BILLINGS, Mont. (AP) — Plans to build Montana's largest solar farm may be in jeopardy after state regulators set contract terms that the project's developer called unworkable.

The 80-megawatt solar farm would generate enough electricity to power about 14,400 homes, and cost about $100 million to build. Last year, developers of MTSun signed a lease to build it on state trust land outside Billings.

NorthWestern Energy is required to purchase electricity from the project under a federal law to promote the development of alternative energy resources.

The Montana Public Service Commission finalized contract terms Friday: 10 years at a rate of $20 per megawatt hour.

That rate is less than half of the $43.50 per megawatt hour that MTSun was seeking, and the contract length is much shorter than previous ones that could run up to 25 years.

Developer Mark Klein told the Billings Gazette (http://bit.ly/2v4nXyf) that the project can't move forward under those terms.

"We disagree with the order and we will do what we have to," he said. "We will use all of our resources available to help the commissioners understand that the order as is, doesn't work for us. We are committed to building the project."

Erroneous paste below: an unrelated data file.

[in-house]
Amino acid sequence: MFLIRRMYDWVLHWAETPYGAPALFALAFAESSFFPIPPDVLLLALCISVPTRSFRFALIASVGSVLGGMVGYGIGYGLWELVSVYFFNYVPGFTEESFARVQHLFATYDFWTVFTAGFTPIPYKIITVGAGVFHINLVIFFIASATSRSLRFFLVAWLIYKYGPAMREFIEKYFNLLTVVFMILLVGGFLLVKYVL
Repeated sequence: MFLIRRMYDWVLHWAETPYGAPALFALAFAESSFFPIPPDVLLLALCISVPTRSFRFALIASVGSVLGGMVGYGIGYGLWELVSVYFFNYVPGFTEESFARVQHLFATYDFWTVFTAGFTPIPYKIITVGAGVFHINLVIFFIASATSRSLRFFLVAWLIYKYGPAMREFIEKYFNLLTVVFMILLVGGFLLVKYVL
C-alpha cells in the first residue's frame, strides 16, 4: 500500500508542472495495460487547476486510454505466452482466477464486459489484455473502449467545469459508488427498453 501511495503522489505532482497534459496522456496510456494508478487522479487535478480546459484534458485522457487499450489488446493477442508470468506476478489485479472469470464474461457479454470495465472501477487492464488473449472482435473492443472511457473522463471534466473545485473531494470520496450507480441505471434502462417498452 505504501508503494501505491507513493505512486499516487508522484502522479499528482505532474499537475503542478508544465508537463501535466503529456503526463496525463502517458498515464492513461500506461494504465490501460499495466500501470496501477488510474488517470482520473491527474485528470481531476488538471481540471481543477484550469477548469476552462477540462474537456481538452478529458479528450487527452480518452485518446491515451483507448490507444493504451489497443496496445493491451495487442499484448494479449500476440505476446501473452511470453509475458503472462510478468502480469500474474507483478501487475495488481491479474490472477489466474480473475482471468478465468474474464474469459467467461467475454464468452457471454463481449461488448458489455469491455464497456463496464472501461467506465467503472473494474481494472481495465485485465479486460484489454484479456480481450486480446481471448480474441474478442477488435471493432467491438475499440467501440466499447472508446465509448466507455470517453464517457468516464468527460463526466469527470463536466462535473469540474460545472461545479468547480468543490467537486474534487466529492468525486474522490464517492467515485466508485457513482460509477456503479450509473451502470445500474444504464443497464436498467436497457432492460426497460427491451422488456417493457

The PSC's actions follow a vote last month to cap all energy contracts at 10 years. The PSC's final decision Friday cites a state law that says a 10-year contract is the minimum long-term agreement.

State lawmakers on the Energy and Telecommunications Interim Committee rebuked the PSC in a letter that said the new contracts are too short to support renewable energy development and "appear unlawful."

Public Service Commissioners Brad Johnson and Travis Kavulla are scheduled to appear before the committee next week.

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Information from: The Billings Gazette, http://www.billingsgazette.com